TRIAL REGISTRATION: ClinicalTrials.gov, NCT03133689

06 September 2018 In Cardiovascular System

BACKGROUND: Excessive alcohol intake has been shown to be associated with cardiovascular disease via metabolic pathways. However, the relationship between alcohol intake and obesity has not been fully elucidated. We aimed to examine the association of alcohol consumption with fat deposition and anthropometric measures.

METHODS: From 2006-2008, we conducted a cross-sectional study in a population-based sample of Japanese men aged 40 to 79 years. Areas of abdominal visceral adipose tissue (VAT) and subcutaneous adipose tissue (SAT) were calculated using computed tomography imaging. Based on a questionnaire, we classified participants into five groups according to weekly alcohol consumption, excluding former drinkers: non-drinkers (0 g/week), 0.1-160.9, 161-321.9, 322-482.9 and >==483 g/week. Multivariable linear regression was used to estimate adjusted means of obesity indices for each group.

RESULTS: We analyzed 998 men (mean age and body mass index [BMI], 63.8 years and 23.6 kg/m(2), respectively). Higher weekly alcohol consumption was strongly and significantly associated with higher abdominal VAT area, percentage of VAT, and VAT-to-SAT ratio (all P for trend <0.001), and also with waist circumferences and waist-to-hip ratio (P for trend, 0.042 and 0.007, respectively). These associations remained significant after further adjustment for BMI. Whereas, alcohol consumption had no significant association with abdominal SAT area.

CONCLUSIONS: Higher alcohol consumption was associated with higher VAT area, VAT% and VAT-to-SAT ratio, independent of confounders including BMI, in general Japanese men. These results suggest that alcohol consumption may have a potential adverse effect on visceral fat deposition.

27 July 2018 In Cardiovascular System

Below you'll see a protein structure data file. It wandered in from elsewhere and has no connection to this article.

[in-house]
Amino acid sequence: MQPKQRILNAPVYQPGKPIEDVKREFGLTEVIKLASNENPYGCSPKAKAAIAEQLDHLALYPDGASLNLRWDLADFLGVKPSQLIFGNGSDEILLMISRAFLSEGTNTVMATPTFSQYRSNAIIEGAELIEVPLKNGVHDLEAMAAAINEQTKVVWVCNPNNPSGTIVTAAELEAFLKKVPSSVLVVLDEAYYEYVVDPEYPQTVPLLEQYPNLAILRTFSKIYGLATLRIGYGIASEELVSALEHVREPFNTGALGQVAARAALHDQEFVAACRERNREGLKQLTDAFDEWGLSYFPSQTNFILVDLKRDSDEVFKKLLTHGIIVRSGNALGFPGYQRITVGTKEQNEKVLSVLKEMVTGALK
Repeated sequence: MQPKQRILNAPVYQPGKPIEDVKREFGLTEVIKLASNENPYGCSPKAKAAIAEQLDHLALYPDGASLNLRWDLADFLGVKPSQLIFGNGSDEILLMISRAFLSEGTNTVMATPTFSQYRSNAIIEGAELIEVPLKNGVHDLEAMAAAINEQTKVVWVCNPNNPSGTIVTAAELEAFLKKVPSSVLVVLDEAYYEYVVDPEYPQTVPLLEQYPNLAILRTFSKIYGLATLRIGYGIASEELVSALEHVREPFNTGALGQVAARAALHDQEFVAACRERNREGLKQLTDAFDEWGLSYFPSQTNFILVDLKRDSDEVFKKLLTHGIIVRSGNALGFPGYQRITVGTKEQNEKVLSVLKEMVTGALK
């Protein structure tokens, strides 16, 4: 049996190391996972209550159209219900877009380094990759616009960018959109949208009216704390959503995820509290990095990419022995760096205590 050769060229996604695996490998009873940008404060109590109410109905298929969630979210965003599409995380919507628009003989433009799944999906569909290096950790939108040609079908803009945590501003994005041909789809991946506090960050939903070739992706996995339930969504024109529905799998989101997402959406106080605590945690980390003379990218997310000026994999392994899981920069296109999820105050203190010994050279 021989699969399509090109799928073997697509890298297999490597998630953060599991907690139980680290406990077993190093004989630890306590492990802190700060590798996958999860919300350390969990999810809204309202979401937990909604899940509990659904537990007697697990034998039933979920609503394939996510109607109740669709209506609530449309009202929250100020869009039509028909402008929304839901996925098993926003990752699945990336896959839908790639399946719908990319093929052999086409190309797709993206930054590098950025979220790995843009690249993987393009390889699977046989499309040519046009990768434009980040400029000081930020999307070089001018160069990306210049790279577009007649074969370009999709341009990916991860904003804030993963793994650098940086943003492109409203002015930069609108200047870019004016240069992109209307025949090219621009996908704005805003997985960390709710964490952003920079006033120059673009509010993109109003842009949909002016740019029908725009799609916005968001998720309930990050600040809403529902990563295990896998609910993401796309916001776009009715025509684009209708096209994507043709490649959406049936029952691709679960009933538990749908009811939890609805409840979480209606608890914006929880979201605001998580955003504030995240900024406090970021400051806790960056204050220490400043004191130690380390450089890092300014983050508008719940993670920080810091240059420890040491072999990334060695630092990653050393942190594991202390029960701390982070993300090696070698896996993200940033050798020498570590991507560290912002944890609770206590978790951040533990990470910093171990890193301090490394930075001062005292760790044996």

Moderate alcohol consumption has been associated with a lower risk of coronary artery disease (CAD) in the general population but has not been well studied in US veterans. We obtained self-reported alcohol consumption from Million Veteran Program participants. Using electronic health records, CAD events were defined as 1 inpatient or 2 outpatient diagnosis codes for CAD, or 1 code for a coronary procedure. We excluded participants with prevalent CAD (n = 69,995) or incomplete alcohol information (n = 8,449). We used a Cox proportional hazards model to estimate hazard ratios and 95% confidence intervals for CAD, adjusting for age, gender, body mass index, race, smoking, education, and exercise. Among 156,728 participants, the mean age was 65.3 years (standard deviation = 12.1) and 91% were men. There were 6,153 CAD events during a mean follow-up of 2.9 years. Adjusted hazard ratios (95% confidence intervals) for CAD were 1.00 (reference), 1.02 (0.92 to 1.13), 0.83 (0.74 to 0.93), 0.77 (0.67 to 0.87), 0.71 (0.62 to 0.81), 0.62 (0.51 to 0.76), 0.58 (0.46 to 0.74), and 0.95 (0.85 to 1.06) for categories of never drinker; former drinker; current drinkers of 0.5 to 1 drink/day, >1 to 2 drinks/day, >2 to 3 drinks/day, and >3 to 4 drinks/day; and heavy drinkers (>4 drinks/day) or alcohol use disorder, respectively. For a fixed amount of ethanol, intake at >/=3 days/week was associated with lower CAD risk compared with </=1 day/week. Beverage preference (beer, wine, or liquor) did not influence the alcohol-CAD relation. Our data show a lower risk of CAD with light-to-moderate alcohol consumption among US veterans, and drinking frequency may provide a further reduction in risk.